How to file your taxes when you have Marketplace health insurance
Tax season can feel stressful, but it doesn’t have to be. Doing your taxes when you have a Marketplace health plan doesn’t need to be worrisome.
Have a Marketplace health plan (also known as an Affordable Care Act or Obamacare plan) this year? Then here’s what to know about what information you’ll need when filing your taxes.
Do you need documentation of your health insurance to file your taxes?
Starting in 2019, the individual mandate of the Affordable Care Act is no longer in effect. Because of this, it is no longer a requirement that you provide proof of health insurance coverage when you file your taxes.
Regardless of whether you get your health insurance through your job or through the Marketplace, you’ll receive documentation in the mail that you use when filing your taxes.
Received subsidies (health insurance savings) on a Marketplace plan? Then you’ll need to file certain forms to keep those health insurance savings. You’ll need Form 1095-A, and you can get Form 1095-A here
Documentation needed for Marketplace plans with premium tax credits
If you or any members of your tax household are covered by Marketplace insurance that you received premium tax credits for, you will need to complete certain forms as part of your federal income tax return.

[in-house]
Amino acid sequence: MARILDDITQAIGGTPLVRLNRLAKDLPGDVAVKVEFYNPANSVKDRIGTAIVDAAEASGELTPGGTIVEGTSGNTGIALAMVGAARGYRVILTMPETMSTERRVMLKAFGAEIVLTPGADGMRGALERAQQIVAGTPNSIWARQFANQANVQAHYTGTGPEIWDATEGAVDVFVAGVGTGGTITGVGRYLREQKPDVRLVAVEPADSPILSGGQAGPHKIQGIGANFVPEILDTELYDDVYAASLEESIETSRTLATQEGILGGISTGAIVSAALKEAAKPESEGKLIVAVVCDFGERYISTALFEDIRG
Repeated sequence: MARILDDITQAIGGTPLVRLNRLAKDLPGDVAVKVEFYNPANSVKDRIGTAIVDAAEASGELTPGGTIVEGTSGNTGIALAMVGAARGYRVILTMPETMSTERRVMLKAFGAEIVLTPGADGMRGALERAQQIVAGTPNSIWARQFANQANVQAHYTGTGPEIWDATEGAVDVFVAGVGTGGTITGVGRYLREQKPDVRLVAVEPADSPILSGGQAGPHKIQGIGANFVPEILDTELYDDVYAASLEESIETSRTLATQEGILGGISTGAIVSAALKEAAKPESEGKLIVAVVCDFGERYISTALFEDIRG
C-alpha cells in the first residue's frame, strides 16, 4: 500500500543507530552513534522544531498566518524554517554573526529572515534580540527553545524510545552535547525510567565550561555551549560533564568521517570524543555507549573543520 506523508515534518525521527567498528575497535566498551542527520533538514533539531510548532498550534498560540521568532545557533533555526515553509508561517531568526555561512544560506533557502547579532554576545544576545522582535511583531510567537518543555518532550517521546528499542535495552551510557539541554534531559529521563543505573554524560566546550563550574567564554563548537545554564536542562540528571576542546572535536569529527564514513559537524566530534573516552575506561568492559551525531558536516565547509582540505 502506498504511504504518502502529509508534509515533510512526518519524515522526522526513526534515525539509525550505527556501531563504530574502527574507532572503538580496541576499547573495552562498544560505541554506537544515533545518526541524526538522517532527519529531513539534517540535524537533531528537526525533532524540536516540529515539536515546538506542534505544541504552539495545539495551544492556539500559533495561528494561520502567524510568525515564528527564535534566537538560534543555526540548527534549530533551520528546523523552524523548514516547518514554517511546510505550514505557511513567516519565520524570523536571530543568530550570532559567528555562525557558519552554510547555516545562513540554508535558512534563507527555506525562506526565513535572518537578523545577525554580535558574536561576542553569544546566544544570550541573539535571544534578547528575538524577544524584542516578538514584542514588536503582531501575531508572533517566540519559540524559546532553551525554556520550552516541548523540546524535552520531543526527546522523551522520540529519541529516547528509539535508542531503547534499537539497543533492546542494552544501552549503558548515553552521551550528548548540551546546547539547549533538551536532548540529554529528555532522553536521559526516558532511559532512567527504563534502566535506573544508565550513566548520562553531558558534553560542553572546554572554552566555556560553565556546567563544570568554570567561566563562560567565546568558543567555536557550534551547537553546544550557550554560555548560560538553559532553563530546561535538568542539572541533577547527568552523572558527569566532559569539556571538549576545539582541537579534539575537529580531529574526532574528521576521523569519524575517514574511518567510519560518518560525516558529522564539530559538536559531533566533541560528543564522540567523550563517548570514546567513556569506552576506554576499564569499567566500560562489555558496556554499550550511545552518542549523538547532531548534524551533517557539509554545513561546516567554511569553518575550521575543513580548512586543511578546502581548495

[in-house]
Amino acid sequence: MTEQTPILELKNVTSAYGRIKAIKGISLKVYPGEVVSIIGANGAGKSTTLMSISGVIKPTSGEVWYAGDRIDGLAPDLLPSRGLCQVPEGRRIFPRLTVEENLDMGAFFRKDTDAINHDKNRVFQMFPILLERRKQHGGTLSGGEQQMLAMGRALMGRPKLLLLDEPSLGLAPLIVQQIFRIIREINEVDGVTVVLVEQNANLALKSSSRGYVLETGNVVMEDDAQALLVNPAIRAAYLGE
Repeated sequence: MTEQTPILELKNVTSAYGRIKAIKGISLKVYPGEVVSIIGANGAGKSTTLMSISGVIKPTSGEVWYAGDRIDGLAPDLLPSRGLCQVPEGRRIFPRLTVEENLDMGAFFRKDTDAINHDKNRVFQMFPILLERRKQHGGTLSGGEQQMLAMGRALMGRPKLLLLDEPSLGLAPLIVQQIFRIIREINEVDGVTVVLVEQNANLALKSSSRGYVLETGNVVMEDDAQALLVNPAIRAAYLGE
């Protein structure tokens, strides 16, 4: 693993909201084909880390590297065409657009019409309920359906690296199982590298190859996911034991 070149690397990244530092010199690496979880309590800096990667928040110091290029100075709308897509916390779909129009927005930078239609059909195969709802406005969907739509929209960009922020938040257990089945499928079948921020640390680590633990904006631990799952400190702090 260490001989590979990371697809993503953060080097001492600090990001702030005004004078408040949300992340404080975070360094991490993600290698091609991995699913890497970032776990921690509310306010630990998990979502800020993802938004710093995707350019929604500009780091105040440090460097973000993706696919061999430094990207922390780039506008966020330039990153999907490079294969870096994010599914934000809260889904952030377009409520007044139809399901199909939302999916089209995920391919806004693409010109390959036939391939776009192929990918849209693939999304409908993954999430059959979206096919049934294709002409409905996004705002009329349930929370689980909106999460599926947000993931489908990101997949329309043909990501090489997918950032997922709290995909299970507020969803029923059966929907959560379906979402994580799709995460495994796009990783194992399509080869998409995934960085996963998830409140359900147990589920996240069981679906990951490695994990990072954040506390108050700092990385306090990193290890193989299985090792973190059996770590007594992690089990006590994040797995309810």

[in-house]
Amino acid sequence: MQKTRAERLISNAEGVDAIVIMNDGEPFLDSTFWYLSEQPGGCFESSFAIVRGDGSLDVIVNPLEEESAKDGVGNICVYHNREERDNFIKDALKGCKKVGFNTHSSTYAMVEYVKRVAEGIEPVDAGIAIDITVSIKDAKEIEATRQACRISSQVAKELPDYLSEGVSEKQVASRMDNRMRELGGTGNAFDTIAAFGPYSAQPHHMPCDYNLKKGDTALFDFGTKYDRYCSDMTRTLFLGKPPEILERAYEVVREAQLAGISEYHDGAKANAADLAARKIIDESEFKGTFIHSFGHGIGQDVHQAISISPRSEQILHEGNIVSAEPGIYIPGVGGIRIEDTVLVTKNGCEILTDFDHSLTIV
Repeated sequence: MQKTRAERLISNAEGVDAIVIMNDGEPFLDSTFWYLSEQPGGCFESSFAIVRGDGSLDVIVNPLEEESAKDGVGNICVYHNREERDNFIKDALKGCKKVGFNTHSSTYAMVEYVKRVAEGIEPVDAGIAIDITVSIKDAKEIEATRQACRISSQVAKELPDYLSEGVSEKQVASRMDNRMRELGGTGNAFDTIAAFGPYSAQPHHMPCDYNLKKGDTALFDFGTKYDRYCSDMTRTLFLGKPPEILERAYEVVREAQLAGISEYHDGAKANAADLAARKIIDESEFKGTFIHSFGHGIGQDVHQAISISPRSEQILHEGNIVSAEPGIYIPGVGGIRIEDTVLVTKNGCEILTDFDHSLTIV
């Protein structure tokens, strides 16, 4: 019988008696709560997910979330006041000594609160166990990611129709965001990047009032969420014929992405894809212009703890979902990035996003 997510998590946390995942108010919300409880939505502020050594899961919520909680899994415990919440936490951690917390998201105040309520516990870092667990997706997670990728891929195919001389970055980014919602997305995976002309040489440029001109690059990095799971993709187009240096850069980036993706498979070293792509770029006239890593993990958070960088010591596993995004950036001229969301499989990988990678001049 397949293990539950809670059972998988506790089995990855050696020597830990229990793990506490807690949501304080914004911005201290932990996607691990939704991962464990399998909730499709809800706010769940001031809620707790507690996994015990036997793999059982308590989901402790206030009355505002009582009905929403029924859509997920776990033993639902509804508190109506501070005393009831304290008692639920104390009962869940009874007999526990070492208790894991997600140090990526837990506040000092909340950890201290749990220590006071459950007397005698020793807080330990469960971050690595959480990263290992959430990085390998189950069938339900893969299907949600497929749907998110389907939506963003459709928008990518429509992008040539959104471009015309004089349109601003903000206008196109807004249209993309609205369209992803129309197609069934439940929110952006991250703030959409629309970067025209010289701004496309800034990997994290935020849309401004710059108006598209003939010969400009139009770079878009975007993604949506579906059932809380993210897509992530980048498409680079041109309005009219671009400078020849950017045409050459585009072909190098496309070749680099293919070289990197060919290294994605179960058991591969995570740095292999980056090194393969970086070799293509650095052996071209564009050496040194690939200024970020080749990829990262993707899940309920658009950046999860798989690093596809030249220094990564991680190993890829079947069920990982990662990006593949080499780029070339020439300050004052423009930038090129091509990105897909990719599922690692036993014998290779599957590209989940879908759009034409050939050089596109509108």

Qualified for and used premium tax credits on a Marketplace plan? Then you will complete what’s known as Form 8962 with your return. You will complete this using Form 1095-A, which provides information about your health insurance coverage.
Marketplace plan holders should have received their Form 1095-A via U.S. mail in early 2020. If you enrolled in health insurance through HealthSherpa, you can log into your account and download your 1095-A form. If you enrolled through HealthCare.gov, you get Form 1095-A online here. It is best to wait to file your income taxes until you have received this form. You will use this form to reconcile those premium tax credits for your 2019 filing.
Documentation needed for Marketplace plans without premium tax credits
Did you not receive premium tax credits for your Marketplace health plan on your monthly premiums in 2019? You will also want to pay attention to your Form 1095-A. You should use 1095-A to complete Form 8962. I
Didn’t receive premium tax credits on your premium but qualify for them? Then you may be eligible to claim these tax credits on your federal income tax return.
Whether you received premium tax credits for your premiums in 2019 or not, wait to receive your 1095-A form. Once you do, you can then file your taxes.
With this form, you can complete Form 8962 and reconcile any premium tax credits received or owed back to you via refund. Filing your return without reconciling your advance payments will delay your refund and may affect future credit payments.
Should I expect a tax refund if I have a Marketplace plan?
Have a Marketplace Obamacare plan? Then you may get a tax refund. But it depends on a number of things.